You also might consider buying an expensive SSD SLC (eg:from Intel) and install on that one your windows and program. You'll probably pay a premium price for all these upgrades though; one must consider to take if he's willing to really get the best.
I think a core2duo extreme system with DDR3, or perhaps a core i7 extreme will outperform singlethreaded applications compared to a 3,8Ghz P4, but cost a LOT!
But I agree with the OP, I have just upgraded to windows 7 on my core2duo 6420 and have noticed a very annoying problem.
I am seeing what I consider processing lag, meaning I have to wait for the processor for various tasks, examples are stuttering web pages when scrolling, mirc really struggling to scroll, stuttering flash video, creative audio console slow at doing stuff.
In all these cases I am seeing either 50% cpu saturation (for a single threaded app this is full saturation) or close to full saturation. Windows 7 for whatever reason has made cpu's less effiencient I expect mainly because now legacy 2D gdi stuff is reworked and is slower than XP. Of course review sites dont notice this as they all concentrate on 3D and game performance.
So I find myself now in a situation where various desktop apps lag, and modern versions of these apps such as outlook 2010 and IE8 do not use multithreading, as to why they dont I have no idea, only the developers know why. This means an app will either use 100% of one core and leave the other idle or use 50% of each of the 2 cores. So its not use me buying a quad core cpu as I am getting little net gain for these apps.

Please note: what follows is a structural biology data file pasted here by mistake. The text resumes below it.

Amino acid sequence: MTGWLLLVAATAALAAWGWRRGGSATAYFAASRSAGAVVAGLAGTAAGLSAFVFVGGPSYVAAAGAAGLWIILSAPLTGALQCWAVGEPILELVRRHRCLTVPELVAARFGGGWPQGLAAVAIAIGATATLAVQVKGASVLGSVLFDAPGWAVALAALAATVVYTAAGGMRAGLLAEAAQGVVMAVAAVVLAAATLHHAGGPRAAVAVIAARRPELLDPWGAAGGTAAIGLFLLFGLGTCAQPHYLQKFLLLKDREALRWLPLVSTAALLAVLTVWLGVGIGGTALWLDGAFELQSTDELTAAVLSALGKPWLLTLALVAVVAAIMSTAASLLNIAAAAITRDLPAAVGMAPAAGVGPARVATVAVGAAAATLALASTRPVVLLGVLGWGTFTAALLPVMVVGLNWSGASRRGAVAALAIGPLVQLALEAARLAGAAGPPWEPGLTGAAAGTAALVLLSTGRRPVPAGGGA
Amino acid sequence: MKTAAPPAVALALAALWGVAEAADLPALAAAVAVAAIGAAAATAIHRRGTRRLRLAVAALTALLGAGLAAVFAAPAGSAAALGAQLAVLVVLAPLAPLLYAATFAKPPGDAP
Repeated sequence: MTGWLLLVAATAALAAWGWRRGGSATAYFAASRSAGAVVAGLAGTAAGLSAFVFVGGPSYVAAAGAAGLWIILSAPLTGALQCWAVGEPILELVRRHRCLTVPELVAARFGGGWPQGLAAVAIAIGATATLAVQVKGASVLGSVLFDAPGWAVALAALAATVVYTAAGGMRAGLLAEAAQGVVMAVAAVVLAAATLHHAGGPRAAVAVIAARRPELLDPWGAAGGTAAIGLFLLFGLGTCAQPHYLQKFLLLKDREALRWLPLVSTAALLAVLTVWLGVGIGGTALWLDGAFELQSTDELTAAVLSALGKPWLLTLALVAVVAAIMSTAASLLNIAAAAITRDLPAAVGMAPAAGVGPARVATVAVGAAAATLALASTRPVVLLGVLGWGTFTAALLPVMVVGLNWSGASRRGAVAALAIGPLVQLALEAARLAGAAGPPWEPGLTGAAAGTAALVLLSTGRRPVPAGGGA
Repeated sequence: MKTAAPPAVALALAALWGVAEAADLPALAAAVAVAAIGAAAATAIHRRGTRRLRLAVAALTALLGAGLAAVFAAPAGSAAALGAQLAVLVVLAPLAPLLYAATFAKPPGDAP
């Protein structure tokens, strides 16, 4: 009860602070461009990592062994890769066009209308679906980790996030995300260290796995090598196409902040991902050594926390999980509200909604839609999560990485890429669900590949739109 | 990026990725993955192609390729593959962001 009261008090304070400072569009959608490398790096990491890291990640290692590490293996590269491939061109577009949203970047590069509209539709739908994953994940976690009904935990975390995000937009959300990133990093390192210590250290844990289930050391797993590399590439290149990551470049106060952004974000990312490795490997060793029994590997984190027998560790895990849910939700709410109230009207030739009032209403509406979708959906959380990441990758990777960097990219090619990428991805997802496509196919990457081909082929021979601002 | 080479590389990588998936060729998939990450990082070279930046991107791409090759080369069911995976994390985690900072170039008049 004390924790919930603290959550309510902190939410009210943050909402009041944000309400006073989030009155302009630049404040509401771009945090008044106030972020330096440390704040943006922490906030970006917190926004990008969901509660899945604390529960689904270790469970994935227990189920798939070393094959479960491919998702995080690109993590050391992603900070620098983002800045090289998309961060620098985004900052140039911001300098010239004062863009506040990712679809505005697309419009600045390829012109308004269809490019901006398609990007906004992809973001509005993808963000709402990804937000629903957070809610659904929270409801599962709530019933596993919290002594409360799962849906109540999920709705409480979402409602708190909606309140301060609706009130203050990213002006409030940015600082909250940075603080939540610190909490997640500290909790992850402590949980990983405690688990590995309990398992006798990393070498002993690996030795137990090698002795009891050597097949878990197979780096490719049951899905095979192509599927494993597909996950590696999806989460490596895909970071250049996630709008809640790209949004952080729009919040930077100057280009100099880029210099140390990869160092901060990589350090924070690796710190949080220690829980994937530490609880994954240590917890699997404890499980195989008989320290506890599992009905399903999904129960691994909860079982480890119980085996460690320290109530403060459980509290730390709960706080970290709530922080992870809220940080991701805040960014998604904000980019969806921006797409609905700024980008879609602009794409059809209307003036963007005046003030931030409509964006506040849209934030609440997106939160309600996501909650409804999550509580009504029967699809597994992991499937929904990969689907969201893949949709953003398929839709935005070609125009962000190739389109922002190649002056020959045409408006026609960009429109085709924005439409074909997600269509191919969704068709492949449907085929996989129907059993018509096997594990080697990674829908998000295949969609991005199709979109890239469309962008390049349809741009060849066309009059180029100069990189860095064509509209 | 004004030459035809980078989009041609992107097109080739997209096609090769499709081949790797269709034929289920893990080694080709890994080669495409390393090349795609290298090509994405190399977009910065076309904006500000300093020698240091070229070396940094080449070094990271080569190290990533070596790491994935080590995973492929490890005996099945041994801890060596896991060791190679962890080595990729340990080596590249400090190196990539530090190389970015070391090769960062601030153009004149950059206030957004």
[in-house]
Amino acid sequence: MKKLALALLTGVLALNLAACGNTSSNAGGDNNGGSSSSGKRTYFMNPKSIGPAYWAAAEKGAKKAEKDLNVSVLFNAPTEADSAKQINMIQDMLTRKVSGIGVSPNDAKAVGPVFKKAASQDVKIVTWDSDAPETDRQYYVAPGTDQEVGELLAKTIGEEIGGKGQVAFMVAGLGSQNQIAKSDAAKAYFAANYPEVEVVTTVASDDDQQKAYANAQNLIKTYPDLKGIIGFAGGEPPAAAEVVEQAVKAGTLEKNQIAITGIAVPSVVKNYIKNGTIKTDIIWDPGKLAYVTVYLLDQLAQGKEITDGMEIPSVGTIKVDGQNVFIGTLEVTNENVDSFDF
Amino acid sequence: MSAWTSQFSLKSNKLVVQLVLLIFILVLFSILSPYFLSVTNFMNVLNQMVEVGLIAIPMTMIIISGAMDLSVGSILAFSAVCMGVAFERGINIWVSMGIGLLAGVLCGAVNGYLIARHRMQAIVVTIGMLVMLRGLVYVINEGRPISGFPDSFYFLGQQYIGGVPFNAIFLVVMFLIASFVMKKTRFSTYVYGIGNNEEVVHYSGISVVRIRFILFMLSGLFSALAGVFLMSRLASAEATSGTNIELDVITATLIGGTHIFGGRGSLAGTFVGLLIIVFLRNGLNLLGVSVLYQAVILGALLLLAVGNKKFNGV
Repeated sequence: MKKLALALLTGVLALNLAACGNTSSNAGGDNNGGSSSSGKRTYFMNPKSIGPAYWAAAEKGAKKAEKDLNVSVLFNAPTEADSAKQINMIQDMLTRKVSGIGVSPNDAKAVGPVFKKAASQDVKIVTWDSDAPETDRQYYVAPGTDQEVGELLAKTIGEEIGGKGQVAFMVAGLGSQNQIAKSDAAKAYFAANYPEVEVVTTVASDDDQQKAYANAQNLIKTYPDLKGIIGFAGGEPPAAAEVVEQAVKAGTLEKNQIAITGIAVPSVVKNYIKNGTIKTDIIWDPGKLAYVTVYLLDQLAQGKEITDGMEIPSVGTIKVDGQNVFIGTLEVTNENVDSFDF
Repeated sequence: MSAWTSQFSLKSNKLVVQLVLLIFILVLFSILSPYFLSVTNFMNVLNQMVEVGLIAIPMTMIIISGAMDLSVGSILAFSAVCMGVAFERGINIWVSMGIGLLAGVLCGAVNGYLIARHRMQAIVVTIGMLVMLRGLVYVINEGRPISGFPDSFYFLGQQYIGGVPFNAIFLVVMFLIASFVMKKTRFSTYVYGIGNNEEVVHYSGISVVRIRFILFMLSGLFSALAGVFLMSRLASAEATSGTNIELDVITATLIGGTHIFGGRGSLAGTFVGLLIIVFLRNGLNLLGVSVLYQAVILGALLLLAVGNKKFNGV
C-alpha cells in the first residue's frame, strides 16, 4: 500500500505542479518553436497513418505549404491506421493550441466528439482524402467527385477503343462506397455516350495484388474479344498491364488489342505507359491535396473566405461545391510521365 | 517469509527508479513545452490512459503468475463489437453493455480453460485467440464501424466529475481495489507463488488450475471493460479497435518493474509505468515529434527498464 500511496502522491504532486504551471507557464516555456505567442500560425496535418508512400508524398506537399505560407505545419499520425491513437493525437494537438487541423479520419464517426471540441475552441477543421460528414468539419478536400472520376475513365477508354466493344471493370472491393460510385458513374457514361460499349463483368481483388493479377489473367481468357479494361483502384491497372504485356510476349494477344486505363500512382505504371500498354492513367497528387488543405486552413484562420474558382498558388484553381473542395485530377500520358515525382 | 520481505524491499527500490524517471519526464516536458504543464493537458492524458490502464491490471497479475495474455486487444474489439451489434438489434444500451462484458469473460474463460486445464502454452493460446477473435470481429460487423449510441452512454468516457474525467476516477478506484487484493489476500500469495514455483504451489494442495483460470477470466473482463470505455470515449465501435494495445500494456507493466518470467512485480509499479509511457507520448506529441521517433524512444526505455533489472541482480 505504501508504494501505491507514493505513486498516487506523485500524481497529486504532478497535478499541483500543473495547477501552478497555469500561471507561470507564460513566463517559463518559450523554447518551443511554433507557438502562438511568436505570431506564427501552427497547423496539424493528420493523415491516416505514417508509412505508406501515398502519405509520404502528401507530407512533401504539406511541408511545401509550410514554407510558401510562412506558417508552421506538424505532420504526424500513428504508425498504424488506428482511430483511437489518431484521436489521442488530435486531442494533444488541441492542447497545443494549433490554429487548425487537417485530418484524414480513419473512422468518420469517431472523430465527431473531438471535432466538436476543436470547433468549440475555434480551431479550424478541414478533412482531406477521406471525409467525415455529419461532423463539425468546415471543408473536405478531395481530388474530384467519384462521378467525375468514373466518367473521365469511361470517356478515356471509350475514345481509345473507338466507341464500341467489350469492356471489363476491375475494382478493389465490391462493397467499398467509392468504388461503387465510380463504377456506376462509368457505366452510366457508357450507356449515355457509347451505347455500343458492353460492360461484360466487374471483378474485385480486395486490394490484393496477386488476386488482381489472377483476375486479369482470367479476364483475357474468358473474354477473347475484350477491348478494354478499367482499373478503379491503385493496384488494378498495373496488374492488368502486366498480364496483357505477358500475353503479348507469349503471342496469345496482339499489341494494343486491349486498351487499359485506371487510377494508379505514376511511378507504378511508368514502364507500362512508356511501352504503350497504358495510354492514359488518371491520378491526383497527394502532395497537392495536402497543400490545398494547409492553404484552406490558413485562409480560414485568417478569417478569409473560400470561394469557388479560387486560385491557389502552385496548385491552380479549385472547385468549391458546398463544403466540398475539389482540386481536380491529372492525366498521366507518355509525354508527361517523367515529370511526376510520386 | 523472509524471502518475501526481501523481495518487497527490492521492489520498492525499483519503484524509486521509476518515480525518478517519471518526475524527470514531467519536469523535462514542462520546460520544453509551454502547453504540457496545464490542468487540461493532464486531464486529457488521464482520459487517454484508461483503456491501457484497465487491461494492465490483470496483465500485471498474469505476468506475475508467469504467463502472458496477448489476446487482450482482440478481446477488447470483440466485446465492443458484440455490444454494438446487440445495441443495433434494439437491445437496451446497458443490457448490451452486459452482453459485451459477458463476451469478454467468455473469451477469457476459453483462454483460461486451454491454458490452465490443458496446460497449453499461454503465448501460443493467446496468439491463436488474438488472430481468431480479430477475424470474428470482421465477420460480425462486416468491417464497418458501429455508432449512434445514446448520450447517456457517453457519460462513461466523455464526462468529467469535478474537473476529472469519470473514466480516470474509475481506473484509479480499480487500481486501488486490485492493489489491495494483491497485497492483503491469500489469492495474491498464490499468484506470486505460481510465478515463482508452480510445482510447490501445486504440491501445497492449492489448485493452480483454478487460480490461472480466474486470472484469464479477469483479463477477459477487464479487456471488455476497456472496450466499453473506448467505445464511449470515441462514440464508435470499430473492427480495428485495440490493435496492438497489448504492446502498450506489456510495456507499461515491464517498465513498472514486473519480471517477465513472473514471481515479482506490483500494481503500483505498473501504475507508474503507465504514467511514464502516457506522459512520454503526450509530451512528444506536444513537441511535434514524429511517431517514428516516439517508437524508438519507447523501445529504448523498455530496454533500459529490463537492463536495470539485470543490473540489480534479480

So the crunch point of my problem is that intel is strengtheing multi core stuff eg. introducing quad core with hyper threading on i7 but I am not seeing real world clock speed increases which help single threaded apps, the reality of the situation is for desktop usage single thread is still king, easily 90%+ of apps do not utilise multi threading. Multi cores kick ass for servers but for desktops they typically redundant unless for specific usage patterns such as gaming and encoding. So modern cpus whilst great on paper for real world usage dont seem too hit. My amd 64 x2 5600+ is noticebly twice as fast as my core2duo but on paper that shouldnt be the case.